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When it comes to keeping your website or your blog healthy and strong in search engine listings, regularly checking for broken or otherwise bad links on your website is a very good idea.
Not only is it good for your site’s overall standings in search listings, it’s also good for your visitors. No one wants to encounter broken links on a site – it’s a sign of a poorly cared for website.
Then again, regularly checking your site for bad links can be a tedious chore. We’ve covered a few tools here at MUO that can help you stay on top of things if you have the time, like Ann’s article on Xenu Link Sleuth, and Saikat’s article on Hyperlink Checker.
Those are good solutions, but again, they require your time. Checking for bad links takes work. A better solution would be to set up an automated script on your own server (or any computer connected to the Internet) to check your website for bad links and then issue a report with all of the results. Better yet, schedule it to run weekly or monthly, and you never have to think about the task again, until there are bad links discovered.
Setting Up Your LinkChecker Script
The tool that I want to focus on is one that we’ve listed in the MUO directory before called LinkChecker.
The reason I choose that tool is because LinkChecker provides an alternative command-line alternative to the standard GUI. In the command line, all you need to do is call the linkchecker application, followed by the URL that you want to check, as well as a assortment of parameters (which I’ll get to below).
In the case where everything goes well, and there are no issues, the command window will look something like this.
There are no errors, so you’re just seeing a regular status update of link counts checked by the tool. On the other hand, if you have any bad links, you’ll see the errors echoed back in the command window as shown here.
While this is useful only if you want to manually launch the script, what we’re trying to do here is automate this command. To do this, you need to understand some of the parameters that are available with this command mode option. You can find all of the parameters and flags at the LinkChecker help page. The ones that we are going to focus on are -0 and -f. That’s the output and the file parameters.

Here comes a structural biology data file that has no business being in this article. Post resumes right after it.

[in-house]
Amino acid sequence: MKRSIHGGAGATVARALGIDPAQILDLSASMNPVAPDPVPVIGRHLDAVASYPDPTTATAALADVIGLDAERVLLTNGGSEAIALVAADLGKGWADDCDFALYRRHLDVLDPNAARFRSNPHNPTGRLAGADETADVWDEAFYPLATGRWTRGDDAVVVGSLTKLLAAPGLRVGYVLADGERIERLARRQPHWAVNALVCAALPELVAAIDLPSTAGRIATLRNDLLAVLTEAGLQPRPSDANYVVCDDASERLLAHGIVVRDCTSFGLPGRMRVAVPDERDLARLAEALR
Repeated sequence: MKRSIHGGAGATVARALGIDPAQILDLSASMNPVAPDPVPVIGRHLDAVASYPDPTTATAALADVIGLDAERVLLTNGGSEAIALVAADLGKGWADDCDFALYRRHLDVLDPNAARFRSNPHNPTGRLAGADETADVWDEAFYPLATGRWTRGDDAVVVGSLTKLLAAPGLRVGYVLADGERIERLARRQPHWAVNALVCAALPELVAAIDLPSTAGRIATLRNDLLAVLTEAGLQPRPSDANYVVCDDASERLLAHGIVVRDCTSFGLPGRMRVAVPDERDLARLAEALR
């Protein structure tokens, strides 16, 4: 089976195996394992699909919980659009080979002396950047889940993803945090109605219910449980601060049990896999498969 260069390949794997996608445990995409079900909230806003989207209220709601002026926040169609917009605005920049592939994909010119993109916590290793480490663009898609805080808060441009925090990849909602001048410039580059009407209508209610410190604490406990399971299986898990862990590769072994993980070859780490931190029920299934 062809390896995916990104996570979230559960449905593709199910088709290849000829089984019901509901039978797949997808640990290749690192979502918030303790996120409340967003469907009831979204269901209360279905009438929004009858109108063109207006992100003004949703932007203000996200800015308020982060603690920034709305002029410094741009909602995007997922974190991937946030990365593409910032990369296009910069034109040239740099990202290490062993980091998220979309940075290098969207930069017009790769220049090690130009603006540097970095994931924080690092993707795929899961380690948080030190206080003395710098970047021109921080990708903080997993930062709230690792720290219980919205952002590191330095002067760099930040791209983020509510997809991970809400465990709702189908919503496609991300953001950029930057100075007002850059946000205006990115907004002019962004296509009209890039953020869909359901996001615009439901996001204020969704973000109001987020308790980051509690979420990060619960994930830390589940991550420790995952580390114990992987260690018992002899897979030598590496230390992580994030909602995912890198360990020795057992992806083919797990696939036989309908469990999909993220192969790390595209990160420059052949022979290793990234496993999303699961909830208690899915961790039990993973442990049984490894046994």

For example, you can issue the command, “linkchecker -r1 -ocsv -Fcsv http://www.topsecretwriters.com” to get a CSV file with all of the link check results, which shows up in the root linkchecker directory under the default file name “linkchecker-out.csv”.
The CSC file shows a full listing of all bad links found, with the link checked in one column and the time/date the broken link was found as well as the warning error script.
This is a very cool thing – because now all you have to do is schedule a batch command to run that issues the above linkchecker command, and every day you’ll have an updated CSV file with a list of all bad links on your website. You can use this list to go through and fix all of the bad links.
If you’re unfamiliar with how to set up such a scheduled job, all you have to do is create a batch job that has the above command in it, name it something like “CheckLinks.bat”, and then schedule that batch job to run every week or every month. Just go to Start –>Accessories –> System Tools –> Scheduled Tasks.
Click on “Add Scheduled Task” to add the time/date you want it to run and just browse to your batch file when asked.
An even cooler solution, if you’re running your own web server, would be to run the LinkChecker command on your website, output to HTML format, and the move that HTML results page to a special page on your website that you can call up on any web browser to check out.
You can have the LinkChecker tool output to HTML by issuing the following command:
“linkchecker -r1 -ohtml -Fhtml/badlinks.html http://www.topsecretwriters.com”
What this does is outputs the results to an HTML file on the local linkchecker path. You’ll want to add a line to your batch file to move that HTML file to the file path where your public HTML files are stored. Just add:
“MOVE badlinks.html d:/web-server/xampp/htdocs/badlinks/”
This way, you’ll have a web directory on your website /badlinks/ where you can call up the badlinks.html page. This is what the results look like in HTML format.
Using this approach, you never have to even log into the server or computer where the link check script is running. You can just check your special page and deal with the errors that you find there.
Keeping on top of bad links on your site is more important than most people realize. It also happens more often than you might think, as many of the web pages you might have linked to in that article a few years ago went out of service, leaving all of your visitors out of luck when they try to follow your link to that page.
So, give the command-line option of LinkChecker a shot and see if it lets you improve your website link quality without taking up all of your valuable time. Did you take the approach above, or did you try some other technique? Share your own experiences with the script in the comments section below.
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